Objection 1: It seems that covetousness is the greatest of sins. For it is written (Ecclus.10:9): |Nothing is more wicked than a covetous man,| and the text continues: |There is not a more wicked thing than to love money: for such a one setteth even his own soul to sale.| Tully also says (De Offic. i, under the heading, 'True magnanimity is based chiefly on two things'): |Nothing is so narrow or little minded as to love money.| But this pertains to covetousness. Therefore covetousness is the most grievous of sins.
Objection 2: Further, the more a sin is opposed to charity, the more grievous it is. Now covetousness is most opposed to charity: for Augustine says (QQ, qu.36) that |greed is the bane of charity.| Therefore covetousness is the greatest of sins.
Objection 3: Further, the gravity of a sin is indicated by its being incurable: wherefore the sin against the Holy Ghost is said to be most grievous, because it is irremissible. But covetousness is an incurable sin: hence the Philosopher says (Ethic. iv, 1) that |old age and helplessness of any kind make men illiberal.| Therefore covetousness is the most grievous of sins.
Objection 4: Further, the Apostle says (Eph.5:5) that covetousness is |a serving of idols.| Now idolatry is reckoned among the most grievous sins. Therefore covetousness is also.
On the contrary, Adultery is a more grievous sin than theft, according to Prov.6:30. But theft pertains to covetousness. Therefore covetousness is not the most grievous of sins.
I answer that, Every sin, from the very fact that it is an evil, consists in the corruption or privation of some good: while, in so far as it is voluntary, it consists in the desire of some good. Consequently the order of sins may be considered in two ways. First, on the part of the good that is despised or corrupted by sin, and then the greater the good the graver the sin. From this point of view a sin that is against God is most grievous; after this comes a sin that is committed against a man's person, and after this comes a sin against external things, which are deputed to man's use, and this seems to belong to covetousness. Secondly, the degrees of sin may be considered on the part of the good to which the human appetite is inordinately subjected; and then the lesser the good, the more deformed is the sin: for it is more shameful to be subject to a lower than to a higher good. Now the good of external things is the lowest of human goods: since it is less than the good of the body, and this is less than the good of the soul, which is less than the Divine good. From this point of view the sin of covetousness, whereby the human appetite is subjected even to external things, has in a way a greater deformity. Since, however, corruption or privation of good is the formal element in sin, while conversion to a mutable good is the material element, the gravity of the sin is to be judged from the point of view of the good corrupted, rather than from that of the good to which the appetite is subjected. Hence we must assert that covetousness is not simply the most grievous of sins.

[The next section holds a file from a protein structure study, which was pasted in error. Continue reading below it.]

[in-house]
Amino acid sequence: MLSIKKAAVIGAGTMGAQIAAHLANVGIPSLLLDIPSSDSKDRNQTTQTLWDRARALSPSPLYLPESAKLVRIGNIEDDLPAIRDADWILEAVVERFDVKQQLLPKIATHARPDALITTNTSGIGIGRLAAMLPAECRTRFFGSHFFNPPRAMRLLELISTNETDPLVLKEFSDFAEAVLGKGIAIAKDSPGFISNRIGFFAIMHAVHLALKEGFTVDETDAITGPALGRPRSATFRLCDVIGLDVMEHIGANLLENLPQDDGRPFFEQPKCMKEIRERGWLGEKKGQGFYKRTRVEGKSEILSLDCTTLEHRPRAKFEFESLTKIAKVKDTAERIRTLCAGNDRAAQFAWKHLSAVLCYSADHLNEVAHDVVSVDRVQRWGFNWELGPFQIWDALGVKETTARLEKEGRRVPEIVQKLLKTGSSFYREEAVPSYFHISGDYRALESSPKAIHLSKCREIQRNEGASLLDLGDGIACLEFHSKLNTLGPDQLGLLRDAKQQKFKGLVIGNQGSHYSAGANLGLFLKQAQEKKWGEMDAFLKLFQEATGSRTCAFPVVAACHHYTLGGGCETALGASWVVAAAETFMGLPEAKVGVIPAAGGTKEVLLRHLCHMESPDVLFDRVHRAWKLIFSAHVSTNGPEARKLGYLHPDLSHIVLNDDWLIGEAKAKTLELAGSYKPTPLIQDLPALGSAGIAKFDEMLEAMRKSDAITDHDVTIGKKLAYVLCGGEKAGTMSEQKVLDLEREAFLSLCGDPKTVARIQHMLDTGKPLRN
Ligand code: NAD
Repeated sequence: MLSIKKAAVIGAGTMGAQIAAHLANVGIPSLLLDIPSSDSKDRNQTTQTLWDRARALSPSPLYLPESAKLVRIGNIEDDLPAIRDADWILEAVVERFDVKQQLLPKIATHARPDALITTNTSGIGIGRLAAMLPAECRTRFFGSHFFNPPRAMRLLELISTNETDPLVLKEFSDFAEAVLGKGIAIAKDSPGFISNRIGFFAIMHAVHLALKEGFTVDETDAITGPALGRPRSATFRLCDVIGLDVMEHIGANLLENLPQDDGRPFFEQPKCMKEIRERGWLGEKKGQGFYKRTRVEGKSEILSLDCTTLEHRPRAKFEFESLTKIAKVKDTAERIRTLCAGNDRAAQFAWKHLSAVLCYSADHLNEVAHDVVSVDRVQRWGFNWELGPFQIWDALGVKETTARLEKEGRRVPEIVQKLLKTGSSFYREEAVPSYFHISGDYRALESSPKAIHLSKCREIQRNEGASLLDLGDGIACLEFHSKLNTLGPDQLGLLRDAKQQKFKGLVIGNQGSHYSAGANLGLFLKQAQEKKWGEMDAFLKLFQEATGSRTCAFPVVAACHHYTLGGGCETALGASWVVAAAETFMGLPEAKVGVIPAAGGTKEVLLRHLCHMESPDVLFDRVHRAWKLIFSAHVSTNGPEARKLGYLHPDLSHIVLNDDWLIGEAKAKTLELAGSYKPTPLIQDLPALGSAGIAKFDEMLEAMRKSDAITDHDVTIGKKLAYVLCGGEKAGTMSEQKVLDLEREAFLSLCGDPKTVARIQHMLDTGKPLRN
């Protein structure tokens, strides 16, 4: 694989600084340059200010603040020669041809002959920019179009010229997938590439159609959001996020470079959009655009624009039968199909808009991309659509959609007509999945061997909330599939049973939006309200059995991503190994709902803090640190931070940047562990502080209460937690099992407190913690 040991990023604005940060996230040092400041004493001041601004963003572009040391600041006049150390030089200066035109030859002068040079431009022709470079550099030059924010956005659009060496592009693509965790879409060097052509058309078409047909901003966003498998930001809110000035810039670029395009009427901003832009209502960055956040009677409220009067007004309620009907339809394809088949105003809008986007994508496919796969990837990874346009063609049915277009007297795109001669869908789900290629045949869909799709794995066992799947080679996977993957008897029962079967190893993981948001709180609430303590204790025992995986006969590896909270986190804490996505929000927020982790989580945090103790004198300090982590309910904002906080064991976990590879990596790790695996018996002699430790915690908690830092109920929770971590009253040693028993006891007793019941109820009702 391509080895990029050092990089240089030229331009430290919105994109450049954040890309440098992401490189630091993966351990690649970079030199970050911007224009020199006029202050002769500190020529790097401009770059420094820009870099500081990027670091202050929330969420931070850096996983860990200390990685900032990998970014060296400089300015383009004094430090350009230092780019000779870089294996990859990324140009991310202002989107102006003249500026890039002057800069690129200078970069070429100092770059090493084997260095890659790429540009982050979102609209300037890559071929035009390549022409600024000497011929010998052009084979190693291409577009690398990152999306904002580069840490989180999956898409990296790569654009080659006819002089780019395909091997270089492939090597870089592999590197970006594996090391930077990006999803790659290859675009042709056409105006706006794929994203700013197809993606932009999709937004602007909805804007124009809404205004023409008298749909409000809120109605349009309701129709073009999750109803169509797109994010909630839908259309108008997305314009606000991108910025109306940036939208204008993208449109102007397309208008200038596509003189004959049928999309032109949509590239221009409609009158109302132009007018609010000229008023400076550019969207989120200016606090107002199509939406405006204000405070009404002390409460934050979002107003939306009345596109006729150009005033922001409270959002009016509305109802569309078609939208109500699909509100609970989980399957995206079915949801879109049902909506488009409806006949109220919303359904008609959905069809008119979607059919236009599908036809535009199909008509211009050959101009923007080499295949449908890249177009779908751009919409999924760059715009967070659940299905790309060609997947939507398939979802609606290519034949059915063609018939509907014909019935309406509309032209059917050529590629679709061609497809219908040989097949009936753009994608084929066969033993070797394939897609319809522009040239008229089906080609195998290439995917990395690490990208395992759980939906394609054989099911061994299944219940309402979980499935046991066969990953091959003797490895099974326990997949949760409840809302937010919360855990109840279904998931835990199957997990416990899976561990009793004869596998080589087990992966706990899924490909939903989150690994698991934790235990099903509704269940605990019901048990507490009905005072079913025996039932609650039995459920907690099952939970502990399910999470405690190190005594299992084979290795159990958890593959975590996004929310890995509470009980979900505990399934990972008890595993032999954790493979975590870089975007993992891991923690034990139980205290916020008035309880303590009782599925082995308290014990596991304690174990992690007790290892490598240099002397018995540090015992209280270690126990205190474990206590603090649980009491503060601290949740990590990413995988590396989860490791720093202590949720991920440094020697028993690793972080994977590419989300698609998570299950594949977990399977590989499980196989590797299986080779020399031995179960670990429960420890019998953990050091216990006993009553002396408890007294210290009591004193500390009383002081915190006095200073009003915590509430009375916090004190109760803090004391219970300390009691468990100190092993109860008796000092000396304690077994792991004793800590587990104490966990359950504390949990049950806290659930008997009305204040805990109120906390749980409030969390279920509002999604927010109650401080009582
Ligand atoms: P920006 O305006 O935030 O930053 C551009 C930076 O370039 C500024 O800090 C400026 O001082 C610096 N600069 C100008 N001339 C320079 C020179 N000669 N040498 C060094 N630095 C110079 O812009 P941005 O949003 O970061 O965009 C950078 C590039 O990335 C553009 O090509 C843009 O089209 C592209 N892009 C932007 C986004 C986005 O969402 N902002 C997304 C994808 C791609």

Reply to Objection 1: These authorities speak of covetousness on the part of the good to which the appetite is subjected. Hence (Ecclus.10:10) it is given as a reason that the covetous man |setteth his own soul to sale|; because, to wit, he exposes his soul -- -that is, his life -- -to danger for the sake of money. Hence the text continues: |Because while he liveth he hath cast away| -- -that is, despised -- -|his bowels,| in order to make money. Tully also adds that it is the mark of a |narrow mind,| namely, that one be willing to be subject to money.
Reply to Objection 2: Augustine is taking greed generally, in reference to any temporal good, not in its special acceptation for covetousness: because greed for any temporal good is the bane of charity, inasmuch as a man turns away from the Divine good through cleaving to a temporal good.
Reply to Objection 3: The sin against the Holy Ghost is incurable in one way, covetousness in another. For the sin against the Holy Ghost is incurable by reason of contempt: for instance, because a man contemns God's mercy, or His justice, or some one of those things whereby man's sins are healed: wherefore incurability of this kind points to the greater gravity of the sin. on the other hand, covetousness is incurable on the part of a human defect; a thing which human nature ever seeks to remedy, since the more deficient one is the more one seeks relief from external things, and consequently the more one gives way to covetousness. Hence incurability of this kind is an indication not of the sin being more grievous, but of its being somewhat more dangerous.
Reply to Objection 4: Covetousness is compared to idolatry on account of a certain likeness that it bears to it: because the covetous man, like the idolater, subjects himself to an external creature, though not in the same way. For the idolater subjects himself to an external creature by paying it Divine honor, whereas the covetous man subjects himself to an external creature by desiring it immoderately for use, not for worship. Hence it does not follow that covetousness is as grievous a sin as idolatry.